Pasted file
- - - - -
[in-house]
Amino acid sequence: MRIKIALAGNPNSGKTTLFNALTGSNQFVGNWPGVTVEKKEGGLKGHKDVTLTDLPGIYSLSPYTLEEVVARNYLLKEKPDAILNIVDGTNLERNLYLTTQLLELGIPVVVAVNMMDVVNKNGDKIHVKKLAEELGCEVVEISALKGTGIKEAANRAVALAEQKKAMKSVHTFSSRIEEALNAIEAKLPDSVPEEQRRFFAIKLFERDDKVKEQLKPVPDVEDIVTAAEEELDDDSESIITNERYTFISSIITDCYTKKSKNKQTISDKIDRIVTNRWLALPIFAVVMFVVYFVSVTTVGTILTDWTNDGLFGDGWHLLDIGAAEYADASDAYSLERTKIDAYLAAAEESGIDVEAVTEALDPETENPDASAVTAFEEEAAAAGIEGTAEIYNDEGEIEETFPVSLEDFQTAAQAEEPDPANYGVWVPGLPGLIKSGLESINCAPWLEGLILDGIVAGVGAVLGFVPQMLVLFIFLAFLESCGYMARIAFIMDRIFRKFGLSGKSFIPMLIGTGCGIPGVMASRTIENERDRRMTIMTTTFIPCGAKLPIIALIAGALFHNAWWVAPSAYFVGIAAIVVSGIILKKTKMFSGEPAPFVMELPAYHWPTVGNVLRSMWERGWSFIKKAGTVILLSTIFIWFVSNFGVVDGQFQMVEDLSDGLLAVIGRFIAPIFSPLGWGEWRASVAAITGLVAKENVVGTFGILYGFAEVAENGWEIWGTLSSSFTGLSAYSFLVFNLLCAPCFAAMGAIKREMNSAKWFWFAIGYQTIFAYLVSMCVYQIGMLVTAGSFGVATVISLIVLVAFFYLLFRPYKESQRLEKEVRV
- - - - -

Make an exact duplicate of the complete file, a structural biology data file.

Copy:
[in-house]
Amino acid sequence: MRIKIALAGNPNSGKTTLFNALTGSNQFVGNWPGVTVEKKEGGLKGHKDVTLTDLPGIYSLSPYTLEEVVARNYLLKEKPDAILNIVDGTNLERNLYLTTQLLELGIPVVVAVNMMDVVNKNGDKIHVKKLAEELGCEVVEISALKGTGIKEAANRAVALAEQKKAMKSVHTFSSRIEEALNAIEAKLPDSVPEEQRRFFAIKLFERDDKVKEQLKPVPDVEDIVTAAEEELDDDSESIITNERYTFISSIITDCYTKKSKNKQTISDKIDRIVTNRWLALPIFAVVMFVVYFVSVTTVGTILTDWTNDGLFGDGWHLLDIGAAEYADASDAYSLERTKIDAYLAAAEESGIDVEAVTEALDPETENPDASAVTAFEEEAAAAGIEGTAEIYNDEGEIEETFPVSLEDFQTAAQAEEPDPANYGVWVPGLPGLIKSGLESINCAPWLEGLILDGIVAGVGAVLGFVPQMLVLFIFLAFLESCGYMARIAFIMDRIFRKFGLSGKSFIPMLIGTGCGIPGVMASRTIENERDRRMTIMTTTFIPCGAKLPIIALIAGALFHNAWWVAPSAYFVGIAAIVVSGIILKKTKMFSGEPAPFVMELPAYHWPTVGNVLRSMWERGWSFIKKAGTVILLSTIFIWFVSNFGVVDGQFQMVEDLSDGLLAVIGRFIAPIFSPLGWGEWRASVAAITGLVAKENVVGTFGILYGFAEVAENGWEIWGTLSSSFTGLSAYSFLVFNLLCAPCFAAMGAIKREMNSAKWFWFAIGYQTIFAYLVSMCVYQIGMLVTAGSFGVATVISLIVLVAFFYLLFRPYKESQRLEKEVRV